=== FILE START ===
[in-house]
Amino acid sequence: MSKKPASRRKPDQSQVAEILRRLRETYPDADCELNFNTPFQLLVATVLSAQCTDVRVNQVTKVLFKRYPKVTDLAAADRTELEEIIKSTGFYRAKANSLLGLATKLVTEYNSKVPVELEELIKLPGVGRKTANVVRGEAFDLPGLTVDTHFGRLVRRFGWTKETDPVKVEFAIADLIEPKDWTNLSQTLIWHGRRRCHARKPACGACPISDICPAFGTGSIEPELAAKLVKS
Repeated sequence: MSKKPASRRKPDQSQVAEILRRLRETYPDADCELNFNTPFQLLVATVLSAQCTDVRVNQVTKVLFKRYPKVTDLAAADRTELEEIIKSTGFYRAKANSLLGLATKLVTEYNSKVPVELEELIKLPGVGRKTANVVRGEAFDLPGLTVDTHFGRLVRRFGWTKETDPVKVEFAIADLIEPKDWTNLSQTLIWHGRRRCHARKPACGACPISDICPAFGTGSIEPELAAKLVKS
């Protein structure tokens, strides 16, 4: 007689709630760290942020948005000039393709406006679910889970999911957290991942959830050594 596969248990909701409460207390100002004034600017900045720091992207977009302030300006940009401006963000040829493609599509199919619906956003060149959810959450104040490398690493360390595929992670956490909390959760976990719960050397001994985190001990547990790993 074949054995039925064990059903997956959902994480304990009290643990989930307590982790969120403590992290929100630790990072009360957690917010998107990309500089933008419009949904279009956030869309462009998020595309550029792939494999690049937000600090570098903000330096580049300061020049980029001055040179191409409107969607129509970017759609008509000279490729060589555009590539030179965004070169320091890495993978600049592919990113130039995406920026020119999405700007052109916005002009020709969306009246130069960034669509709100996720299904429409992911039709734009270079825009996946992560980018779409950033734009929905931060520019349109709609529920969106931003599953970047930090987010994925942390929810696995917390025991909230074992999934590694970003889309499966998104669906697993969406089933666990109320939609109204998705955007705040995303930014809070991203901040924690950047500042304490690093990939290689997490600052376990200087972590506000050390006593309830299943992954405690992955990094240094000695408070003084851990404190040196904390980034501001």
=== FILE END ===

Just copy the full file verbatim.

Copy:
[in-house]
Amino acid sequence: MSKKPASRRKPDQSQVAEILRRLRETYPDADCELNFNTPFQLLVATVLSAQCTDVRVNQVTKVLFKRYPKVTDLAAADRTELEEIIKSTGFYRAKANSLLGLATKLVTEYNSKVPVELEELIKLPGVGRKTANVVRGEAFDLPGLTVDTHFGRLVRRFGWTKETDPVKVEFAIADLIEPKDWTNLSQTLIWHGRRRCHARKPACGACPISDICPAFGTGSIEPELAAKLVKS
Repeated sequence: MSKKPASRRKPDQSQVAEILRRLRETYPDADCELNFNTPFQLLVATVLSAQCTDVRVNQVTKVLFKRYPKVTDLAAADRTELEEIIKSTGFYRAKANSLLGLATKLVTEYNSKVPVELEELIKLPGVGRKTANVVRGEAFDLPGLTVDTHFGRLVRRFGWTKETDPVKVEFAIADLIEPKDWTNLSQTLIWHGRRRCHARKPACGACPISDICPAFGTGSIEPELAAKLVKS
């Protein structure tokens, strides 16, 4: 007689709630760290942020948005000039393709406006679910889970999911957290991942959830050594 596969248990909701409460207390100002004034600017900045720091992207977009302030300006940009401006963000040829493609599509199919619906956003060149959810959450104040490398690493360390595929992670956490909390959760976990719960050397001994985190001990547990790993 074949054995039925064990059903997956959902994480304990009290643990989930307590982790969120403590992290929100630790990072009360957690917010998107990309500089933008419009949904279009956030869309462009998020595309550029792939494999690049937000600090570098903000330096580049300061020049980029001055040179191409409107969607129509970017759609008509000279490729060589555009590539030179965004070169320091890495993978600049592919990113130039995406920026020119999405700007052109916005002009020709969306009246130069960034669509709100996720299904429409992911039709734009270079825009996946992560980018779409950033734009929905931060520019349109709609529920969106931003599953970047930090987010994925942390929810696995917390025991909230074992999934590694970003889309499966998104669906697993969406089933666990109320939609109204998705955007705040995303930014809070991203901040924690950047500042304490690093990939290689997490600052376990200087972590506000050390006593309830299943992954405690992955990094240094000695408070003084851990404190040196904390980034501001």